by Colin Jowell

When advertising tries to pretend it's innovative and fails...

In writing marketing commentary, my general policy has been- try to say something positive, or refrain from the debate. But there’s only one thing more annoying than hearing “oh those hashtags, they are so last year”.  And that’s seeing a hashtag campaign being done so stupendously badly that it could signal the demise of the channel all together.

Seriously. Try to avoid face-palming as you watch this. American fast food brand A&W, in what seems to be an unselfconsciously desperate attempt to claim relevance in a world that has moved past them, has tried to be “post-social” by using a hashtag that could never be used on twitter. Reading through the campaign, all the “elements” are there, right down to the 1974 mascot being returned to the advertising stage, this time as an App. How novel.

The problem here is not the hashtag. It is the crass application of old school retail advertising squashed into a new context to try and make it relevant. And guess what, when an ad shouts its benefits at you, all the hashtags in the world won’t make up for its lack of insight and inability to engage with customers in any meaningful, let alone emotional way.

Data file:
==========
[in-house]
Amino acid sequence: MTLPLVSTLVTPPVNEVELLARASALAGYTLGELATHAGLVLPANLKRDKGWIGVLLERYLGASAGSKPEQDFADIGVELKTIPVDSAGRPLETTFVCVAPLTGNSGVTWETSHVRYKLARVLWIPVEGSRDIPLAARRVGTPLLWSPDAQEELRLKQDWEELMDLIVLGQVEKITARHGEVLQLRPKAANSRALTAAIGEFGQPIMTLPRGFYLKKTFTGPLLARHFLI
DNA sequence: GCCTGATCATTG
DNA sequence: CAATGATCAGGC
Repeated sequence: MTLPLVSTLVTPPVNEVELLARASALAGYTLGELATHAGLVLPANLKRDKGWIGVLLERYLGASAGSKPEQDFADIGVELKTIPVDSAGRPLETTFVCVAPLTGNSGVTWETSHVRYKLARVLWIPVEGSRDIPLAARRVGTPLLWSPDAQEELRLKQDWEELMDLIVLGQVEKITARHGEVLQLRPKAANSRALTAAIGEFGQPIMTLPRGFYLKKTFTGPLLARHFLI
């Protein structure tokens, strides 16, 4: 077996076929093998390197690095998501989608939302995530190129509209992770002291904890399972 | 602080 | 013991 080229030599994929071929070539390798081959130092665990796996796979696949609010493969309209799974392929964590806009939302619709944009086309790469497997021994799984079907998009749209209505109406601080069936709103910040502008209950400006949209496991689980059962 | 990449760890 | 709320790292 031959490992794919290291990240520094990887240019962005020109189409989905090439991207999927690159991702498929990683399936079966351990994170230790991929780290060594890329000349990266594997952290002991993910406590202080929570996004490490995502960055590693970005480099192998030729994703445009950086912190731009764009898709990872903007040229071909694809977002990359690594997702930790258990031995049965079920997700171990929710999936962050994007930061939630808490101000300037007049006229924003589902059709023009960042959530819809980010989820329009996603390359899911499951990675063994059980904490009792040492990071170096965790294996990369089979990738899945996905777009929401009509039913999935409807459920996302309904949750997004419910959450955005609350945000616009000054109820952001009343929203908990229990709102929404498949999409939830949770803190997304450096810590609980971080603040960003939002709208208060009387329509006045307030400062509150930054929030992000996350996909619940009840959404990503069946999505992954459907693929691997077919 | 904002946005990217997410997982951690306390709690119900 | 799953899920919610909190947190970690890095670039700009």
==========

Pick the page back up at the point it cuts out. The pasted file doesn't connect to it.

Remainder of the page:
Maybe I’m missing the irony here- but that just highlights the branding issue: it’s probably more believable if you eschew technology from a position of genuine insight or leadership. There are a lot of adverts on TV at the moment pointing out the need to share in the real world, rather than in the virtual one. But few have done this better than Orange, encouraging people to turn their phones off for a change. So much more endearing when you talk from a position of knowledge rather than grasping at relevance.

While some of you might not mourn the end of hashtag campaigns, the principle behind them is really a good one - create a community of interest around a message that is relevant to your brand, in a really simple way. I’d still recommend them to clients when the time and place call for it. But unfortunately when campaigns like this come about, they muddy the waters for everyone and yet another way for us to make meaningful connections with customers is ruined.

There is a lot of talk about marketing responsibility - generally centred around the influence we have on people and making sure we mitigate the negative social impact of some of our campaigns and products.  What this campaign demonstrates is that actually, the greatest responsibility is to ourselves - to keep the standards of communication high. Otherwise our jobs just become harder and harder, as people justifiably stop listening.